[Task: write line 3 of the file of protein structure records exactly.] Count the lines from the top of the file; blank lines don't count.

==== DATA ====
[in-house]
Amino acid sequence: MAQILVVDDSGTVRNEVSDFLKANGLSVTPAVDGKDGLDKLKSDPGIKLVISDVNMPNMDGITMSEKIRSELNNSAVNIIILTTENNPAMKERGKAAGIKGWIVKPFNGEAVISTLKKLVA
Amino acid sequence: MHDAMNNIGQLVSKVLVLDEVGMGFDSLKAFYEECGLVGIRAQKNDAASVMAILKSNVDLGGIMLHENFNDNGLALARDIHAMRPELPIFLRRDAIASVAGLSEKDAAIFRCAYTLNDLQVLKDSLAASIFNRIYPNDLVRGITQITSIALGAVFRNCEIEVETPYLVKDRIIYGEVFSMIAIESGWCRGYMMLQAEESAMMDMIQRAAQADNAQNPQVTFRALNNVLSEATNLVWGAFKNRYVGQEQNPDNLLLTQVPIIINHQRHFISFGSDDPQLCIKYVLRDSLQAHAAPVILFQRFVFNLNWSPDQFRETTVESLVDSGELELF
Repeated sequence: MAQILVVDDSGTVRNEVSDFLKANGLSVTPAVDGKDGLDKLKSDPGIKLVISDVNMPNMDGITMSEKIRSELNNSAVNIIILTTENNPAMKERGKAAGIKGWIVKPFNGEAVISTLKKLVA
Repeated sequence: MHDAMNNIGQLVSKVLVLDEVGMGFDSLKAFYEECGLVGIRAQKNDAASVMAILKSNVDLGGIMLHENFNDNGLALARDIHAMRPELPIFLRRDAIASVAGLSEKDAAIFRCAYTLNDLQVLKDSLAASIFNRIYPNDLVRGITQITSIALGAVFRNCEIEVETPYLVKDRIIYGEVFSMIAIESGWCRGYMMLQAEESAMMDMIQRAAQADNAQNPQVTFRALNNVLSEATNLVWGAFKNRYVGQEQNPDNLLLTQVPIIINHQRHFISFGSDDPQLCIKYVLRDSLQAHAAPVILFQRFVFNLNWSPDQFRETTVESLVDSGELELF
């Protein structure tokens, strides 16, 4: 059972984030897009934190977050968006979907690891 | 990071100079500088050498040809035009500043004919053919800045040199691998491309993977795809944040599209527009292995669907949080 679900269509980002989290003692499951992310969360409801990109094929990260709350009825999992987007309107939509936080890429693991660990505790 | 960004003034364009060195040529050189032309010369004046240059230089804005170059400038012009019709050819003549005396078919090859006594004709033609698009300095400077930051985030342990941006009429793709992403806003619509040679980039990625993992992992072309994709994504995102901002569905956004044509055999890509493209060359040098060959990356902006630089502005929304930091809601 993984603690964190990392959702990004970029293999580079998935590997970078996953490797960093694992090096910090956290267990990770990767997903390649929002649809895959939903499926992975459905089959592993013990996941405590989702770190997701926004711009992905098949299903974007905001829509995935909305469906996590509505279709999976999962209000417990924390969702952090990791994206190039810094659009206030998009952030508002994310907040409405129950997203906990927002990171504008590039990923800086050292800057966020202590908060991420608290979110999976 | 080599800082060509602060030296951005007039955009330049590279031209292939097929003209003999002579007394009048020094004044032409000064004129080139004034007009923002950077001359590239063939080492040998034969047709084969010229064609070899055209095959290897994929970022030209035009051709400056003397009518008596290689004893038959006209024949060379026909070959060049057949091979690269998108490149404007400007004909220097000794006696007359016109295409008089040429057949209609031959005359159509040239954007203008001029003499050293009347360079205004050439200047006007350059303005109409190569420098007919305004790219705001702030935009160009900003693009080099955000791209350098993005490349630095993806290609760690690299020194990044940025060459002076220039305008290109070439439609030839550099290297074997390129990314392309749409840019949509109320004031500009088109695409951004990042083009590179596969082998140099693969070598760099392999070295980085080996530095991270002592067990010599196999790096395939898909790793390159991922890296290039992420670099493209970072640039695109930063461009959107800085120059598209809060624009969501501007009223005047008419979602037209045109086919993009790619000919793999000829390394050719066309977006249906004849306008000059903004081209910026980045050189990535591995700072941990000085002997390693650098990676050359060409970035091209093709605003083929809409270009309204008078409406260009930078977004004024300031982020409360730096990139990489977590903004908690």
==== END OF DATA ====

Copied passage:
Amino acid sequence: MHDAMNNIGQLVSKVLVLDEVGMGFDSLKAFYEECGLVGIRAQKNDAASVMAILKSNVDLGGIMLHENFNDNGLALARDIHAMRPELPIFLRRDAIASVAGLSEKDAAIFRCAYTLNDLQVLKDSLAASIFNRIYPNDLVRGITQITSIALGAVFRNCEIEVETPYLVKDRIIYGEVFSMIAIESGWCRGYMMLQAEESAMMDMIQRAAQADNAQNPQVTFRALNNVLSEATNLVWGAFKNRYVGQEQNPDNLLLTQVPIIINHQRHFISFGSDDPQLCIKYVLRDSLQAHAAPVILFQRFVFNLNWSPDQFRETTVESLVDSGELELF